River is the triumphant return of director Junta Yamaguchi, whom most would remember from his previous time twisting sci-fi comedy Beyond the Infinite Two Minutes. Here however, instead of a TV that allows those to see two minutes into the future, this time we have the staff and patrons at an inn in the picturesque and quiet Kibune, who are stuck in a two minute time loop. The strange part is while they are always forced to reset to their “initial position”, their consciousness do not. So like Bill Murray in Groundhog Day they are able to build on their experiences allowing those stuck in the loop to learn from each go round and attempt to solve the mystery of just what happened to get them stuck in the first place. The film uses this mystery and its plot device of the loop to tell a bright and whimsical tale about a cast of unlikely protagonists, who by being trapped are finally freed from the monotony of their day to day lives to live their life to the fullest 2 minutes at a time.
Our protagonist here is the charming Mikoto (Riko Fujitani), a server/maid at the inn who gets stuck in a moment of prayer to the Kibune River Gods about her troubled relationship. It’s through her we meet the other staff and eccentric clientele who are also stuck at the inn as she spends her first few loops still trying to do her job so sooth and serve the confused and befuddled customers. Like most Japanese films the extenuating circumstance here is used to break our characters out of their politeness, and let them experience this event authentically without the polite facade enforced by Japanese society. The two minute time limit definitely adds some comedic value, since one couple is eating and one man is in the shower when it started. So effectively they are just stuck endlessly eating and showering. Eventually they have to learn to immediately break, and to meet as a group as they try to solve the mystery.
The film is presented through a dream-like digital haze, coupled with a bright and sparse soundtrack which works more to accentuate the comedy and keep the mood upbeat, even though the film peeks in some dark areas here and there. That said, it’s very much a story of this ensemble of characters who all start the loop in the middle of a moment of uncertainty, whether that be a relationship or a choice. But thanks to the loop they are given the gift of time and experience to sift through that and explore their options to hopefully come out a better person. While Mikoto and her boyfriend take the lion share of the runtime, an eccentric writer Obata (Yoshimasa Kondô) on a time crunch to finish a serial novel consistently steals the show, pushing the scenario with his stress induced thoughts of death and destruction. It’s fun mix that is populated with a cast of actors who all do their best to make their moments shine.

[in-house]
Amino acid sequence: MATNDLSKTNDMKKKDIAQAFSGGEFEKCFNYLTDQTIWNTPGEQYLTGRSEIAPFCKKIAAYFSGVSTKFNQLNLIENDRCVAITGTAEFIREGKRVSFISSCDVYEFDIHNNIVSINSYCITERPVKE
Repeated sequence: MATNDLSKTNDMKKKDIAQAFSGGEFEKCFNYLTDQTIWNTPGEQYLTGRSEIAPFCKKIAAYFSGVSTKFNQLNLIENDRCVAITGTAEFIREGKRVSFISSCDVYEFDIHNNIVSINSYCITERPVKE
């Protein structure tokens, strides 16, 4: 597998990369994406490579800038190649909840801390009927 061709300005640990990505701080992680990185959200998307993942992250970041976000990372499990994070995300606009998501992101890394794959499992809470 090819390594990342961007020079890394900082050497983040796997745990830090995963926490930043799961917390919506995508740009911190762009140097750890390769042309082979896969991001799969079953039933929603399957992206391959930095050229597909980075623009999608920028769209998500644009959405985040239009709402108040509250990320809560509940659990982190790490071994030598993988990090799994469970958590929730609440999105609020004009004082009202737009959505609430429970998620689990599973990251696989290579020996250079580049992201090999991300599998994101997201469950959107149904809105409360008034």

Thankfully the film’s gimmick never gets in the way of the film’s message – that no matter how hectic life may be, you should always take time out for those precious to you. Even two minutes as we see here, can make a world of difference! It’s that cheerful and wholesome “can do!” attitude that Yamaguchi applies to his approach to his story and characters, who are then tasked to utilize their time in the loop to not only break the cycle, but better themselves. Of course there are a few bumps along the way, and the film has to cycle through the requisite emotional beats, since there’s understandably some fear and panic to be involved being stuck in a never ending loop. But eventually the film finds its stride becoming a shot of serotonin that’s a whimsical delight that is thoughtful as it is clever.